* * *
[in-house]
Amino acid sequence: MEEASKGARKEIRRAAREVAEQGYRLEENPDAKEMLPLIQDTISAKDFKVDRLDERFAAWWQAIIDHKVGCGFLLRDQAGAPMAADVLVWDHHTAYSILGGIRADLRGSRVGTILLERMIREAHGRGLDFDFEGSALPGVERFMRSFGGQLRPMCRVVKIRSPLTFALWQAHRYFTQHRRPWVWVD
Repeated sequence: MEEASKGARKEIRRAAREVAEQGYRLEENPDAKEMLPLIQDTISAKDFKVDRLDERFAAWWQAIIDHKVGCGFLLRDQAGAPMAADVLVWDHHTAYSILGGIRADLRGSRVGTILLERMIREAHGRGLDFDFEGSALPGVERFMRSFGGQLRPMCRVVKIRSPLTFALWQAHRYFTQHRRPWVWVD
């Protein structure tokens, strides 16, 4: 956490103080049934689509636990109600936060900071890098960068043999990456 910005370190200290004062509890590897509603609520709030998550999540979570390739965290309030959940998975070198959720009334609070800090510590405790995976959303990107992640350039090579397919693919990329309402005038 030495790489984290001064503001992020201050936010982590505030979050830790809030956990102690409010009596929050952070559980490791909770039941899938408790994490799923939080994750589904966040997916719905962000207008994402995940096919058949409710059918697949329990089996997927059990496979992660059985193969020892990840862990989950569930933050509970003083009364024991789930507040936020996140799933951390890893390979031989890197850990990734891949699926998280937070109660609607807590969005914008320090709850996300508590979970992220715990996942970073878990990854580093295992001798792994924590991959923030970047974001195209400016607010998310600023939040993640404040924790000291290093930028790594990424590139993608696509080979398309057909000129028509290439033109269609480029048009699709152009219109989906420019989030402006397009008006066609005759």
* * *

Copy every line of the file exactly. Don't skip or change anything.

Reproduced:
[in-house]
Amino acid sequence: MEEASKGARKEIRRAAREVAEQGYRLEENPDAKEMLPLIQDTISAKDFKVDRLDERFAAWWQAIIDHKVGCGFLLRDQAGAPMAADVLVWDHHTAYSILGGIRADLRGSRVGTILLERMIREAHGRGLDFDFEGSALPGVERFMRSFGGQLRPMCRVVKIRSPLTFALWQAHRYFTQHRRPWVWVD
Repeated sequence: MEEASKGARKEIRRAAREVAEQGYRLEENPDAKEMLPLIQDTISAKDFKVDRLDERFAAWWQAIIDHKVGCGFLLRDQAGAPMAADVLVWDHHTAYSILGGIRADLRGSRVGTILLERMIREAHGRGLDFDFEGSALPGVERFMRSFGGQLRPMCRVVKIRSPLTFALWQAHRYFTQHRRPWVWVD
């Protein structure tokens, strides 16, 4: 956490103080049934689509636990109600936060900071890098960068043999990456 910005370190200290004062509890590897509603609520709030998550999540979570390739965290309030959940998975070198959720009334609070800090510590405790995976959303990107992640350039090579397919693919990329309402005038 030495790489984290001064503001992020201050936010982590505030979050830790809030956990102690409010009596929050952070559980490791909770039941899938408790994490799923939080994750589904966040997916719905962000207008994402995940096919058949409710059918697949329990089996997927059990496979992660059985193969020892990840862990989950569930933050509970003083009364024991789930507040936020996140799933951390890893390979031989890197850990990734891949699926998280937070109660609607807590969005914008320090709850996300508590979970992220715990996942970073878990990854580093295992001798792994924590991959923030970047974001195209400016607010998310600023939040993640404040924790000291290093930028790594990424590139993608696509080979398309057909000129028509290439033109269609480029048009699709152009219109989906420019989030402006397009008006066609005759």